Tuesday, May 17, 2016

My latest news

Back on April 22, my wife and I went to Sloan-Kettering for my latest CT scan. We got the results a few days later (and my apologies to any readers who’ve been waiting for an update) – and they were good. The tumors have continued to shrink, and by as much as another third since the scan in February.

This, of course, is really good news. When I began chemotherapy, the doctors at Sloan-Kettering told us that one-third of patients see a reduction in their tumors’ size as a result of this treatment; for another third, the tumors don’t contract but also don’t continue to expand; and for the final third, the tumors keep expanding despite the treatment. I’ve now had two stretches of this treatment, from December through January, and from February through April, and in both stretches I’ve been in the first, most fortunate third of patients. I am truly grateful.

There are evidently people who continue on the chemotherapy I’m currently on (the so-called “gold standard” combination of two drugs, gemcitabine and cisplatin) indefinitely. The problem, however, is that for many patients any one treatment eventually loses its efficacy – apparently because the cancer, already in some important degree the result of genetic mutations, tends to continue mutating and to eventually hit on a mutation that gives it resistance to whatever treatment has so far been used against it. Or, in Gareth Cook’s words in this past weekend’s Sunday New York Times Magazine, “Darwin’s survival of the fittest governs inside a tumor, selecting for a crueler version of the disease.”

So this raises the question of what other treatments can be brought to bear, and when they should be employed. This is a very promising moment in cancer treatment – there are all kinds of new drugs and new approaches. Unfortunately that doesn’t make the task of deciding what to try easier! Among the most promising possibilities are immunotherapy trials – for example with a drug called Keytruda, recently used as part of a very successful course of treatment for Jimmy Carter’s brain cancer. Another intriguing one is a drug not yet in clinical trials, called 3-bromopyruvate, which another article in the Sunday Magazine, by Sam Apple, reports has “wipe[d] out advanced liver cancer” in rats and rabbits.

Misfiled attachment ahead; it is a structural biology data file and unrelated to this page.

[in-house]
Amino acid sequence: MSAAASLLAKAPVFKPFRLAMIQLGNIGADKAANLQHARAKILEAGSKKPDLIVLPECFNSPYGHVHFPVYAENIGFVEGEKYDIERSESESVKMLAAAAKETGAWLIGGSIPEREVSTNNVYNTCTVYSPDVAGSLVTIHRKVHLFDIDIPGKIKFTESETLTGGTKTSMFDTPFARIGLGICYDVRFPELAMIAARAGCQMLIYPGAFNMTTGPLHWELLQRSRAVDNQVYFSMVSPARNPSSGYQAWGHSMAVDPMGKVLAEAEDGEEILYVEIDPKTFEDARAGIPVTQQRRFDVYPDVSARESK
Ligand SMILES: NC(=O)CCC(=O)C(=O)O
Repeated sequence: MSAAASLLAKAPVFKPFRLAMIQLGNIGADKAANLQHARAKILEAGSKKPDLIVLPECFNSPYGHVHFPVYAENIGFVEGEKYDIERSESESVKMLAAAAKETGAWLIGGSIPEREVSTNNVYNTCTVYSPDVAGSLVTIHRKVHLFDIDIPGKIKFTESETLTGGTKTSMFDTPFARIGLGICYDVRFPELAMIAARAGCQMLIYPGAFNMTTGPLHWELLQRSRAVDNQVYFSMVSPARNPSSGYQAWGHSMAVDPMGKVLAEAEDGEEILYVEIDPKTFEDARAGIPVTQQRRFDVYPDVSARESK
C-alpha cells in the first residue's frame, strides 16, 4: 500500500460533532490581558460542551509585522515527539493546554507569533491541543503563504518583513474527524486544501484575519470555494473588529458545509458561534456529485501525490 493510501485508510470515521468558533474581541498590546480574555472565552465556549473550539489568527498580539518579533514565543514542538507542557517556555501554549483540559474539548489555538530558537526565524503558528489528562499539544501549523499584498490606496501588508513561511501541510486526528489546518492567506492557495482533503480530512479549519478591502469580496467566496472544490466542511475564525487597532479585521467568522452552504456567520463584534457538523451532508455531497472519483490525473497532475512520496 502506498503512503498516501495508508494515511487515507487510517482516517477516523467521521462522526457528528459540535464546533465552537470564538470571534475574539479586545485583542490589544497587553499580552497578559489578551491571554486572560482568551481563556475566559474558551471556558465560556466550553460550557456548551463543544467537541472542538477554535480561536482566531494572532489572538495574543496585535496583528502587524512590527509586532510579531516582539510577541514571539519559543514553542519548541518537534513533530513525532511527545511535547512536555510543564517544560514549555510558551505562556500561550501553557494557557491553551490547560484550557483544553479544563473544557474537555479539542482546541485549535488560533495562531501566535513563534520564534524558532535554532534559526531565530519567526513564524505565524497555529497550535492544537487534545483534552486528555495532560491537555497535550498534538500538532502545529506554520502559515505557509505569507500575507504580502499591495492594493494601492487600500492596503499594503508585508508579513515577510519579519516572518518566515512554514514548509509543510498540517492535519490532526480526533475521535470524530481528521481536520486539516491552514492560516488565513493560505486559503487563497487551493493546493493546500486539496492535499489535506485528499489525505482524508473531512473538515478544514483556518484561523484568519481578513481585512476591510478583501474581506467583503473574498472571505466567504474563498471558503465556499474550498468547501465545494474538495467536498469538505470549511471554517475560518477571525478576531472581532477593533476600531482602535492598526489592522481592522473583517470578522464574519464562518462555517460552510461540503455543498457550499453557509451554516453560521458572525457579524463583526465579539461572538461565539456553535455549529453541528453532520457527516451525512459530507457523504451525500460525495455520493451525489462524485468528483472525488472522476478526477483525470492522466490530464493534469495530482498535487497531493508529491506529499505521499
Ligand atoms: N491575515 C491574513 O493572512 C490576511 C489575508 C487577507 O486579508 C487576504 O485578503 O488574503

The most promising trial, however, may be a more conventional one, in which a pump is implanted in the abdomen and then connected via a tube to the artery leading to the liver; once this is in place, chemotherapy can be delivered straight to the liver. My current chemotherapy is “systemic,” meaning it goes through my blood stream to my whole body; it’s good to have systemic treatment, to ward off any spread of the tumors from the liver elsewhere, but at the same time treatment of the whole body probably has less intense impact on the liver by itself than treatment targeted right to the liver. One of the best features of this clinical trial, moreover, is that the systemic treatment can continue along with the directly-targeted treatment.


So that’s where matters stand right now: we’re assessing what treatment option to take up. No one says that we have to decide overnight – but obviously we do want to decide as soon as we feasibly can. A tricky problem, but one that I’m fortunate to have.  

Saturday, April 23, 2016

Cancer hospital advertising, continued

Here’s the website logo of another institution, whose full name I won't include (for my first comment on cancer hospital ads, click here):

            [The first part of the institution's name]
            Cancer Center

            Making Cancer History

As you can see, the word “Cancer” is struck out; but actually on the website it’s struck out in red, and the red line through the word “cancer” ends with a brief downward curve, as if it had been added by hand, and with a flourish. The implication is that this institution has struck cancer out, which, sadly, is not true.

It may be true that this institution is “making cancer history” in one sense of those words: that in the annals of the treatment of cancer, what this institution is doing stands out. But “making cancer history” has a second meaning, which readers must also have been meant to think of: that this institution is making cancer a thing of the past. Again, sadly, that is not true.